Doctor Sleep

Doctor Sleep is the second Stephen King adaptation this year that runs over two and a half hours long, but those still unable to shake the stagnant sewage aftertaste of It Chapter 2 can rest assured – this one is actually entertaining. Easily the best of the four King adaptations this year (the other 2 being Pet Sematary and In the Tall Grass – both dreadful), Doctor Sleep isn’t just an adaptation of a novel or a sequel to Stanley Kubrick’s The Shining, but a potent mixture of the two with a refreshing flavor of its own, though it runs the risk of alienating those not familiar with King’s stranger sensibilities.

Hot on the heels of his Netflix horror series The Haunting of Hill House, which received wildly mixed reception (at least from my circles), Mike Flanagan directs his second King adaptation and further proves, after the stellar and admittedly stronger Gerald’s Game, that he may be the only modern filmmaker equipped to tackle the legendary author’s work. Burdened with the task of making a worthy sequel to Kubrick’s horror classic, but ensuring it’s insulated enough to work on its own, he takes the best elements of the novel, invents interesting ways to dull the goofiness, and borrows evocative imagery from the original film that’s been haunting our dreams for decades. Regardless of whether Doctor Sleep totally works for general audiences, you have to applaud Flanagan for his ingenuity.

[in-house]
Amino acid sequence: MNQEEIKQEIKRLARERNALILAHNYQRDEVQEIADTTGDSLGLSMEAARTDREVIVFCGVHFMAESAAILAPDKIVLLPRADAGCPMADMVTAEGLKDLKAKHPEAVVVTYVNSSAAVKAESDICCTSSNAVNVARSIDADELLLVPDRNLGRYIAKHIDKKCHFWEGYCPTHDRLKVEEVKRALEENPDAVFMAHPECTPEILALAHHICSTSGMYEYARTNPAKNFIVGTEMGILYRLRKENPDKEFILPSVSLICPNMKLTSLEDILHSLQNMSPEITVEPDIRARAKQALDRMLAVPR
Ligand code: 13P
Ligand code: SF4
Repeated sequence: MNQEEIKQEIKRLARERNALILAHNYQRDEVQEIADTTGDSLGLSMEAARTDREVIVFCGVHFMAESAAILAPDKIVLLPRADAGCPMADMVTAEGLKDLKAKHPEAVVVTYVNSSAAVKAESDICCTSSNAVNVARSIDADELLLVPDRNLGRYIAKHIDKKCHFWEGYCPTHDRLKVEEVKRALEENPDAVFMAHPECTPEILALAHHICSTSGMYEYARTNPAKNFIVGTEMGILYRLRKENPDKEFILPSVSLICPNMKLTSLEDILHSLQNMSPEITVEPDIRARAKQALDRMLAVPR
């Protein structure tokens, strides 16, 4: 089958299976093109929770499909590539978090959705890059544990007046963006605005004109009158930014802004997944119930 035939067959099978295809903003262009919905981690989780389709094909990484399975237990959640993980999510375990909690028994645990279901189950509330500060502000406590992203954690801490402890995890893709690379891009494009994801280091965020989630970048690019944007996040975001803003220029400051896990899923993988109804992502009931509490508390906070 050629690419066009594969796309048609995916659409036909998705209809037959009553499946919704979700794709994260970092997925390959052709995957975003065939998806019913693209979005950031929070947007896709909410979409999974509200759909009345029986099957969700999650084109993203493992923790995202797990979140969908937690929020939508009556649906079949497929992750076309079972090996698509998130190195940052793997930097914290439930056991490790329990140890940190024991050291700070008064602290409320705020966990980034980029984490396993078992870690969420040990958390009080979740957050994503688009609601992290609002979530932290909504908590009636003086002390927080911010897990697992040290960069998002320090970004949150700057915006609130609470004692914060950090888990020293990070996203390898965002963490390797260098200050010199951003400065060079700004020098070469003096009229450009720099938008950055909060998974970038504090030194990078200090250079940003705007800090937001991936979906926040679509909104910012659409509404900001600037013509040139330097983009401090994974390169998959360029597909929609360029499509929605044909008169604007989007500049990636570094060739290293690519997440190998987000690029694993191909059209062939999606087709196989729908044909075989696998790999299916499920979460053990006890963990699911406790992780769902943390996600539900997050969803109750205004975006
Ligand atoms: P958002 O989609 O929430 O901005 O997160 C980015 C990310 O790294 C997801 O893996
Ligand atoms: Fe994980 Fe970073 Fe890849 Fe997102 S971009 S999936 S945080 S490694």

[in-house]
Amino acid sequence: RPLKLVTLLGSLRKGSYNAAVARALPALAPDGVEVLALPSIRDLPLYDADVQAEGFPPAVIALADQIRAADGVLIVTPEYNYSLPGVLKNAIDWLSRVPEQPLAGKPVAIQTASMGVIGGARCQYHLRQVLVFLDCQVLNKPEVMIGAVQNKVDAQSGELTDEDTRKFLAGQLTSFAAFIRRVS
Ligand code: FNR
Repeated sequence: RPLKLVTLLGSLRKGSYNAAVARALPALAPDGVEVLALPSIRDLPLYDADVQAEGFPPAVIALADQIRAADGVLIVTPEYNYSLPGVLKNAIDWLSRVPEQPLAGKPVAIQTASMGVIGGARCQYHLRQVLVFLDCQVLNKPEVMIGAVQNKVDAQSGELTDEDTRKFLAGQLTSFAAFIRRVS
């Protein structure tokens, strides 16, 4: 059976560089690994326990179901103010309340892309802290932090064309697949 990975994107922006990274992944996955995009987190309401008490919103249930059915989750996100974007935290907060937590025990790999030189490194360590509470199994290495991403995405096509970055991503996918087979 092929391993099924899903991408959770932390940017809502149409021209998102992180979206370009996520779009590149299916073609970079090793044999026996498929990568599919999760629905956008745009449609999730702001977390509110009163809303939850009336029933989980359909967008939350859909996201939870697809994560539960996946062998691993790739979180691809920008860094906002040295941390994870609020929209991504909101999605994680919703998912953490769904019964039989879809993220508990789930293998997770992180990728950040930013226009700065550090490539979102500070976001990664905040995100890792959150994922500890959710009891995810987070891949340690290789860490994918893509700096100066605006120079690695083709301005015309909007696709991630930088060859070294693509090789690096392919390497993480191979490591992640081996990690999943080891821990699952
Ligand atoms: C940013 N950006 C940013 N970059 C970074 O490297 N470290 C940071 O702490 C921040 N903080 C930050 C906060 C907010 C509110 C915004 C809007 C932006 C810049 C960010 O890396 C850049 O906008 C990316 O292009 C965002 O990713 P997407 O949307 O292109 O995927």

The plot is, well, dense. We pick up shortly after the events of The Shining, with young Danny Torrance still haunted by the guests of the Overlook Hotel. Luckily, his old pal Hallorann reappears to him as a spiritual guide and helps him deal with these lingering demons by teaching him to build mental boxes in his head where he can store them. After a lengthy time lapse, our protagonist (he goes by Dan now) has seemingly hit rock bottom, having fallen victim to the alcoholism that consumed his father. He moves, starts going to Alcoholics Anonymous, and cleans himself up. Cut to present day – Dan is years sober and begins receiving strange distress messages written on his wall. His telepathic pen pal is Abra, a young girl who warns Dan about a group of hunters who feed on those with the shining.